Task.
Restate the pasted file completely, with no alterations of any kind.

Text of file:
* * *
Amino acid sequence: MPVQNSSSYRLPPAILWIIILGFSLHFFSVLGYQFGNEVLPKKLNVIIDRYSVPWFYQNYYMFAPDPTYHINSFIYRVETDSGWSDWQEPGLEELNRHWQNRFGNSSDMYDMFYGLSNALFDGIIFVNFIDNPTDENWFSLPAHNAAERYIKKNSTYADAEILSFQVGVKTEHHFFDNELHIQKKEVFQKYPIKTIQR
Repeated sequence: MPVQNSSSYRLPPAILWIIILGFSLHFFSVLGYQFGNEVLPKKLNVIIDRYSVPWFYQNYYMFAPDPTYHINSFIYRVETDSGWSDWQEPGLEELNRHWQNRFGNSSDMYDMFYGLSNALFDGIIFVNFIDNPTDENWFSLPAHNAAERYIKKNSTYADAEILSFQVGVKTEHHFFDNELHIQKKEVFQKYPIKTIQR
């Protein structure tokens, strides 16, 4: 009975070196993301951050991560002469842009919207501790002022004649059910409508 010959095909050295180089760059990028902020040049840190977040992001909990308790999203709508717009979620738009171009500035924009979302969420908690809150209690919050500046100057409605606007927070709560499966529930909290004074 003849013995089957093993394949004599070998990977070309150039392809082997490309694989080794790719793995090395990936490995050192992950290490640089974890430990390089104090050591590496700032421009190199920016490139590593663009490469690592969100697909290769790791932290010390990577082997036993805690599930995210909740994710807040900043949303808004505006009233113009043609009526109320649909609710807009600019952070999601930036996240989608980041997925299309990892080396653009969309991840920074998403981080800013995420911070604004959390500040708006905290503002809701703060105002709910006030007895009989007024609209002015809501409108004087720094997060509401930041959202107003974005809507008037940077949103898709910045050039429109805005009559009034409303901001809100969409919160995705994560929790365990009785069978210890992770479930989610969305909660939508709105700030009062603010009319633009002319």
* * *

Amino acid sequence: MPVQNSSSYRLPPAILWIIILGFSLHFFSVLGYQFGNEVLPKKLNVIIDRYSVPWFYQNYYMFAPDPTYHINSFIYRVETDSGWSDWQEPGLEELNRHWQNRFGNSSDMYDMFYGLSNALFDGIIFVNFIDNPTDENWFSLPAHNAAERYIKKNSTYADAEILSFQVGVKTEHHFFDNELHIQKKEVFQKYPIKTIQR
Repeated sequence: MPVQNSSSYRLPPAILWIIILGFSLHFFSVLGYQFGNEVLPKKLNVIIDRYSVPWFYQNYYMFAPDPTYHINSFIYRVETDSGWSDWQEPGLEELNRHWQNRFGNSSDMYDMFYGLSNALFDGIIFVNFIDNPTDENWFSLPAHNAAERYIKKNSTYADAEILSFQVGVKTEHHFFDNELHIQKKEVFQKYPIKTIQR
């Protein structure tokens, strides 16, 4: 009975070196993301951050991560002469842009919207501790002022004649059910409508 010959095909050295180089760059990028902020040049840190977040992001909990308790999203709508717009979620738009171009500035924009979302969420908690809150209690919050500046100057409605606007927070709560499966529930909290004074 003849013995089957093993394949004599070998990977070309150039392809082997490309694989080794790719793995090395990936490995050192992950290490640089974890430990390089104090050591590496700032421009190199920016490139590593663009490469690592969100697909290769790791932290010390990577082997036993805690599930995210909740994710807040900043949303808004505006009233113009043609009526109320649909609710807009600019952070999601930036996240989608980041997925299309990892080396653009969309991840920074998403981080800013995420911070604004959390500040708006905290503002809701703060105002709910006030007895009989007024609209002015809501409108004087720094997060509401930041959202107003974005809507008037940077949103898709910045050039429109805005009559009034409303901001809100969409919160995705994560929790365990009785069978210890992770479930989610969305909660939508709105700030009062603010009319633009002319």